South-South and Triangular Cooperation - FAO

South-South and Triangular Cooperation - FAO

Information dated: 2017

Alexander Jones

Director a.i. Resource Mobilization and

South-South Cooperation Division (TCS)

Tel: +39 06 570 52331,

E-mail:Alexander.Jones [at] fao.org

FAO services relevant to this category relate to: (i) facilitation of South-South Cooperation (SSC) among countries of the global south; (ii) building alliances and partnerships with national and international partners; and (iii) resource mobilization in support of SSC initiatives.

The main purpose of the SSC is to bridge the knowledge gap and exchange relevant experiences among countries of the Global South in support of hunger and poverty eradication and in transitioning towards a more sustainable agriculture system. Thus far, this objective has been pursued by: (i) deploying experts and technicians from relatively advanced countries in the South; (ii) connecting SSC and Triangular Cooperation (TrC) providers with seekers; (iii) promoting SSC and TrC policy-level dialogues; and (iv) creating and enabling environment to mobilize broader partnerships and resources, as well as raise the visibility of SSC.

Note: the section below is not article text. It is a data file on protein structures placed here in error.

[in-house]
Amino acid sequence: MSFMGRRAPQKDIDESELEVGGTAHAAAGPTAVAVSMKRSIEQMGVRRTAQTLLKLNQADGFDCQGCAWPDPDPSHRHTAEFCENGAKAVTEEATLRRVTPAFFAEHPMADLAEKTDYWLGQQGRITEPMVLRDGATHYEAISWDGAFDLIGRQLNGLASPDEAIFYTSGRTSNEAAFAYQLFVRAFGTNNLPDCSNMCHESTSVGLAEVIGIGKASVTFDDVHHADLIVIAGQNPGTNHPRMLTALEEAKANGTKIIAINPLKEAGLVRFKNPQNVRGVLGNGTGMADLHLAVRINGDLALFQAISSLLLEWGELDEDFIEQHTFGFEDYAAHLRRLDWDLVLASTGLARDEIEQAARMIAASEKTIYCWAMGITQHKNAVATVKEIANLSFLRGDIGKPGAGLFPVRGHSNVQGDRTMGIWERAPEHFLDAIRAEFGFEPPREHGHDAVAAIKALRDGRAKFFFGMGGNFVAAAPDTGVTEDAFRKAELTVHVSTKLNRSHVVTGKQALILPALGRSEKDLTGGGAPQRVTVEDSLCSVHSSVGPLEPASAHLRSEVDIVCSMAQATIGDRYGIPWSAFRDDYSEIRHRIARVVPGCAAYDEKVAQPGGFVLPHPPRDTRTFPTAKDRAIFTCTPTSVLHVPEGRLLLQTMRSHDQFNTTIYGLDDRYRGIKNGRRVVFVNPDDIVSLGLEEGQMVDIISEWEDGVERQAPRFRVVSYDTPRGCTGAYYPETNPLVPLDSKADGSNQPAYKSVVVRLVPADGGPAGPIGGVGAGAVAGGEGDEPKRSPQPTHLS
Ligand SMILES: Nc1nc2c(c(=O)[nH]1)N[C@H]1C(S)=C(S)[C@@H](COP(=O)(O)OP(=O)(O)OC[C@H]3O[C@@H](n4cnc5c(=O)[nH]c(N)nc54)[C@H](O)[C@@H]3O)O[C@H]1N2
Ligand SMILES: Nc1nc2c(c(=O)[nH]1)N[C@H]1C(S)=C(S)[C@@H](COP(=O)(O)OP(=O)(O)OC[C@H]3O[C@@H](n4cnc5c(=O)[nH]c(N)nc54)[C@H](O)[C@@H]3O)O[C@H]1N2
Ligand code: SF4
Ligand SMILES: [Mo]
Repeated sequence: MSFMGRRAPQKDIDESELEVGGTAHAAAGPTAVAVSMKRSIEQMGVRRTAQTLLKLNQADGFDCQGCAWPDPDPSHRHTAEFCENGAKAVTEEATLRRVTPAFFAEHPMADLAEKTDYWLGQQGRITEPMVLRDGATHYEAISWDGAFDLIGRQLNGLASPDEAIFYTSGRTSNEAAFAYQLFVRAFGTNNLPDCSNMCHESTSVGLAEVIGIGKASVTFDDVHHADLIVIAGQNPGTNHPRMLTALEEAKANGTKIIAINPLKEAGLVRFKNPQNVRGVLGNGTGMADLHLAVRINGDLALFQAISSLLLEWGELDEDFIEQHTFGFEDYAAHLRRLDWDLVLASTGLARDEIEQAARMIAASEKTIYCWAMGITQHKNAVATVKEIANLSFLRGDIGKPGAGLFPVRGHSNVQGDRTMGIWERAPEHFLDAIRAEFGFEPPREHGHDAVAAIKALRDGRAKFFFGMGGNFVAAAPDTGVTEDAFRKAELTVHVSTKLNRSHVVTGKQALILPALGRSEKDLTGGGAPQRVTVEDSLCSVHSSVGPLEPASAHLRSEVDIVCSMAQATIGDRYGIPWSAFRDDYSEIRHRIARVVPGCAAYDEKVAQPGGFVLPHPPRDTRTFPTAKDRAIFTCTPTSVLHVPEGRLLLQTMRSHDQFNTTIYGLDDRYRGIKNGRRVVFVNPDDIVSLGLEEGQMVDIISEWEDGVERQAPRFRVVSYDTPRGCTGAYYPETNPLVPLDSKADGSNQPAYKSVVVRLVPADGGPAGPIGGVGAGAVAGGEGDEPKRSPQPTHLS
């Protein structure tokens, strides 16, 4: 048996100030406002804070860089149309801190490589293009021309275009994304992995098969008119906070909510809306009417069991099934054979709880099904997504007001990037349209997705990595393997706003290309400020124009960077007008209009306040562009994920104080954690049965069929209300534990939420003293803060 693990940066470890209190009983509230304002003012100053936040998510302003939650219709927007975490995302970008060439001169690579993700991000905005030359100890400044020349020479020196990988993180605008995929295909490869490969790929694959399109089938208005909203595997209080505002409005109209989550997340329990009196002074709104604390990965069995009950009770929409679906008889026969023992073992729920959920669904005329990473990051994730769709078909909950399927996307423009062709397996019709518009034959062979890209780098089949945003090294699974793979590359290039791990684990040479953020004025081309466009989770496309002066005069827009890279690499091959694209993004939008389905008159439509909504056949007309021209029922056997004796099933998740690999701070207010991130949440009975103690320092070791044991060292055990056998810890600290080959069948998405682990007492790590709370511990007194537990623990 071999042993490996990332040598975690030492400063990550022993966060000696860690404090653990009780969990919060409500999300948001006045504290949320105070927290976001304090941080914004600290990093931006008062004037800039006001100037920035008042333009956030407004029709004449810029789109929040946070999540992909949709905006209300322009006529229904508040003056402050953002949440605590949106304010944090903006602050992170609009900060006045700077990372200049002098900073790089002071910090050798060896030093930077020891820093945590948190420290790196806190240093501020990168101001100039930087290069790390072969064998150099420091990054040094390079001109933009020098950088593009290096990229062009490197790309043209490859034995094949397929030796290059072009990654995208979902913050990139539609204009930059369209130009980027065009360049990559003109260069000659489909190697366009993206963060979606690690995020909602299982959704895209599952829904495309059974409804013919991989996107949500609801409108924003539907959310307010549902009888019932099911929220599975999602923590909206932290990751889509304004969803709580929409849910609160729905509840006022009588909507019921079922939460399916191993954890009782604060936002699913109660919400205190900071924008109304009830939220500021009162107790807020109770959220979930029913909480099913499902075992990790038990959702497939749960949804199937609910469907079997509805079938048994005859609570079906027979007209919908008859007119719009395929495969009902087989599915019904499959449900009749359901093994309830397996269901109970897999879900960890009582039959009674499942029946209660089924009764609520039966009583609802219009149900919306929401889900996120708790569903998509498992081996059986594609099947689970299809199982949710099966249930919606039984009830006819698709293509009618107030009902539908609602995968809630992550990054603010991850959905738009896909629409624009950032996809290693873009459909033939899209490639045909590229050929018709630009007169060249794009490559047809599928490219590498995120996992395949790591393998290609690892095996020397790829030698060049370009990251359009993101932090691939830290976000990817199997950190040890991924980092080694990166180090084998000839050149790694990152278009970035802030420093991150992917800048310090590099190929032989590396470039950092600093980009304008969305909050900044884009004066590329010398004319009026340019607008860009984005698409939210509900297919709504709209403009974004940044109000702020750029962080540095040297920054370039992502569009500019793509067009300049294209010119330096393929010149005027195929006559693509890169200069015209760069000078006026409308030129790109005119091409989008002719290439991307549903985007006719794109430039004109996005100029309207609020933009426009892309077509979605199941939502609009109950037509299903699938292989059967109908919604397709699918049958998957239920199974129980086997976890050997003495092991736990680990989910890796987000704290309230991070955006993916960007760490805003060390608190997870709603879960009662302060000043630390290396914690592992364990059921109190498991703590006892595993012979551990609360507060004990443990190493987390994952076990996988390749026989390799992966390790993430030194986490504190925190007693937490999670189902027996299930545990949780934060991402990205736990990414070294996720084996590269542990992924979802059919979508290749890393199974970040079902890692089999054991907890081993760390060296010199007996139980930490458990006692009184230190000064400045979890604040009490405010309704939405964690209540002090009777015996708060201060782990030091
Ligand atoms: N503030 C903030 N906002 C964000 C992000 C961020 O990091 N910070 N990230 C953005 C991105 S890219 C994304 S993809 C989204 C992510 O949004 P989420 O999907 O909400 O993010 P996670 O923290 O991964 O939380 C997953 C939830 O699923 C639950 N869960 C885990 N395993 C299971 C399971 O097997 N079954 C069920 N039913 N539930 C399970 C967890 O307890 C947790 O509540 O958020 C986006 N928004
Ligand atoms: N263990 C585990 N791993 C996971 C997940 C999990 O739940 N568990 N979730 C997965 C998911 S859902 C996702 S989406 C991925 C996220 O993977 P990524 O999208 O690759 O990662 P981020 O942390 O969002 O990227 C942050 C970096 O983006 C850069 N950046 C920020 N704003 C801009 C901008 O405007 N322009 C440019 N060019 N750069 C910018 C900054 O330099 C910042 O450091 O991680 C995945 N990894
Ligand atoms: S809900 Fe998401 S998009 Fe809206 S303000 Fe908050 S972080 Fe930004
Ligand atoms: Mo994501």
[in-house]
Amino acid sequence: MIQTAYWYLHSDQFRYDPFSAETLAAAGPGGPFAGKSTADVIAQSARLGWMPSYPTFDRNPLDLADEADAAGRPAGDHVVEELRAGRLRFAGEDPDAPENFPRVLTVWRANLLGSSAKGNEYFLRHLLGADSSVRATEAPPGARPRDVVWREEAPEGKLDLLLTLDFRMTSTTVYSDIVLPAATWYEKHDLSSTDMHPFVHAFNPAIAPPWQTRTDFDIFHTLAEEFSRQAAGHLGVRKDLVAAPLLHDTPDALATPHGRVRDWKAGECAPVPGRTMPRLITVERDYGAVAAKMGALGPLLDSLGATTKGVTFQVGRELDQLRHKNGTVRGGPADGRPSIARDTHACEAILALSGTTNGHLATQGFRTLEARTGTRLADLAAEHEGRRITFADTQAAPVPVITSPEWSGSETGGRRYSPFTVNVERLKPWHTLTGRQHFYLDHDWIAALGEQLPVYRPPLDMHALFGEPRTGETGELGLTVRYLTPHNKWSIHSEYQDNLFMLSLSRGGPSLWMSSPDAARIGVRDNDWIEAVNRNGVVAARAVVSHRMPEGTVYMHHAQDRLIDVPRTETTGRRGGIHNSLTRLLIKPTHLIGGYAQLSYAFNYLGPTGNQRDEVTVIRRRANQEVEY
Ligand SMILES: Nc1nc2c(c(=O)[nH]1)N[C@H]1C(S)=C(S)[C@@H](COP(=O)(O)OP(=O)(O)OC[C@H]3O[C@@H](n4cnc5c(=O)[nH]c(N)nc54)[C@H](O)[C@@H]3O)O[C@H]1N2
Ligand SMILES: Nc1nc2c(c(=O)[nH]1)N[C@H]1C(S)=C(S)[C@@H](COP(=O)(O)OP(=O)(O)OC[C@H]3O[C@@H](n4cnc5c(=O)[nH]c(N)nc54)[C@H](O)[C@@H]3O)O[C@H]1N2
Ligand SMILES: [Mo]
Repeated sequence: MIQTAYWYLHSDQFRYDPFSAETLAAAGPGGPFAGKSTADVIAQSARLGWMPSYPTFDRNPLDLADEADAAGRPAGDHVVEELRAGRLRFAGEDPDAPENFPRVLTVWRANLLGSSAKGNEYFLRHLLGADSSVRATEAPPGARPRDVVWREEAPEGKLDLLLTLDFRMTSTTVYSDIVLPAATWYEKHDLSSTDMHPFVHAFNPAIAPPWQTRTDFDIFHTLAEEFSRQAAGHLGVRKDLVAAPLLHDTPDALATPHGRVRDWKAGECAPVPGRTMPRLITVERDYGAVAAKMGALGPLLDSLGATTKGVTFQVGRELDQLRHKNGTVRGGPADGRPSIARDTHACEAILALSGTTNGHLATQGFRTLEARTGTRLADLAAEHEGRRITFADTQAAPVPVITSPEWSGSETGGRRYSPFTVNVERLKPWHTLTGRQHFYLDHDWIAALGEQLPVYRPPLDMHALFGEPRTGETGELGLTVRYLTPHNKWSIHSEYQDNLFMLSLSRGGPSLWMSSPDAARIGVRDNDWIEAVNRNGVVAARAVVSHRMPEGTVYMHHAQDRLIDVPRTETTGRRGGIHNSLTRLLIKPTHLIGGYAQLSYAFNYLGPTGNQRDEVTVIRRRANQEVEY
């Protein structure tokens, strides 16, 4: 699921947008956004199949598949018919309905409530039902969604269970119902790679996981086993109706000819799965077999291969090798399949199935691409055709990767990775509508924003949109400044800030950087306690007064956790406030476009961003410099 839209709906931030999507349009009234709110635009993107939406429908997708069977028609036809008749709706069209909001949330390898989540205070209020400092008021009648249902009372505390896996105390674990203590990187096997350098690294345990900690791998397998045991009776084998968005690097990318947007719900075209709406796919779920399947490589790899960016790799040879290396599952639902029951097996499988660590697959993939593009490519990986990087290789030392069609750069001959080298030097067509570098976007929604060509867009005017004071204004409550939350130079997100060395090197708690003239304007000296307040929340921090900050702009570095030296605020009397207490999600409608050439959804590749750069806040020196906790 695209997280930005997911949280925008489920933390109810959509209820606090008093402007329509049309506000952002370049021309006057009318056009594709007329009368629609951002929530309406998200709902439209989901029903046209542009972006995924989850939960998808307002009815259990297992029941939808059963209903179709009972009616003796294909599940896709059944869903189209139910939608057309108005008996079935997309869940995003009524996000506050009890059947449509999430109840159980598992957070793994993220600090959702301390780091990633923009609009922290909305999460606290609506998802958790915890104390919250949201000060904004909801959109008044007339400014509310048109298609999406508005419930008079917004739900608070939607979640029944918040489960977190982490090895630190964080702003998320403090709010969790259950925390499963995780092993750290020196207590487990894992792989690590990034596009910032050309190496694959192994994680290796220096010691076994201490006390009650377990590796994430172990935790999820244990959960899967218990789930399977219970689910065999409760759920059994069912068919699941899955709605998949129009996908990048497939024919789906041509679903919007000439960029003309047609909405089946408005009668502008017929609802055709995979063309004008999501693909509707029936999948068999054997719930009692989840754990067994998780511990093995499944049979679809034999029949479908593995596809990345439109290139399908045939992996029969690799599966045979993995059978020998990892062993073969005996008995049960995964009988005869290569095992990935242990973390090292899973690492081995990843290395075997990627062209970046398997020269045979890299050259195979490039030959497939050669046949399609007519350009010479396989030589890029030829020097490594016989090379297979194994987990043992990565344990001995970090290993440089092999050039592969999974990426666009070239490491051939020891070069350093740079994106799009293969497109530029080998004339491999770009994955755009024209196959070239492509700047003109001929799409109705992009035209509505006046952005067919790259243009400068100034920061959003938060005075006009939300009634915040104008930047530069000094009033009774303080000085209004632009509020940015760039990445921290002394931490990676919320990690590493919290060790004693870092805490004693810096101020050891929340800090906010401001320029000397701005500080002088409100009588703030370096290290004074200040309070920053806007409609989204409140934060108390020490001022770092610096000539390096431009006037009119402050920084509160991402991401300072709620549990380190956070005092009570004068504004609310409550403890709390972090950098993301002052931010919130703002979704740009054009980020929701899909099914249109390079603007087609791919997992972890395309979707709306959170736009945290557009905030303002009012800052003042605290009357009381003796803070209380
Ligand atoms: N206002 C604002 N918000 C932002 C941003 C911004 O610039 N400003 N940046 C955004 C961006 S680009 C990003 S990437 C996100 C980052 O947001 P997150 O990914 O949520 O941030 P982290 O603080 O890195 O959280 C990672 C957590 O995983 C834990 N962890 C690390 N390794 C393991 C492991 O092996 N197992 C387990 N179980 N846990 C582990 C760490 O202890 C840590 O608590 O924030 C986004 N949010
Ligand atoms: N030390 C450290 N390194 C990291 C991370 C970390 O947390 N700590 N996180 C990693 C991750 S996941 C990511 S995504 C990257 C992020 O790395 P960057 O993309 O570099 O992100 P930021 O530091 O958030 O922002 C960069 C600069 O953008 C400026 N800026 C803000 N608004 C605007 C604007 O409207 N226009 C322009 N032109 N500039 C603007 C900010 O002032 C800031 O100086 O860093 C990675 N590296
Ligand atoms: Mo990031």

FAO has facilitated SSC in more than 80 countries over the past 20 years. In total, FAO has worked with close to 100 partners to support the mutual sharing and exchange of knowledge, good practices, policies and technology between and among countries in the global south. Partners play various roles, whether it involves countries sending their experts abroad, countries hosting experts from abroad or third party countries providing financial and/or technical resources to facilitate SSC exchange. FAO’s SSC partners are key to the success of the programme.

Under the current modality, the SSC experts and technicians on average serve from six months to two years in their duty station. The need for SSC is initially identified by the recipient country, which is then further analyzed and verified by a panel of experts from the participating countries and FAO. A thorough appraisal is necessary to identify technological gaps, which may be effectively bridged through experience and knowledge exchange using the SSC framework.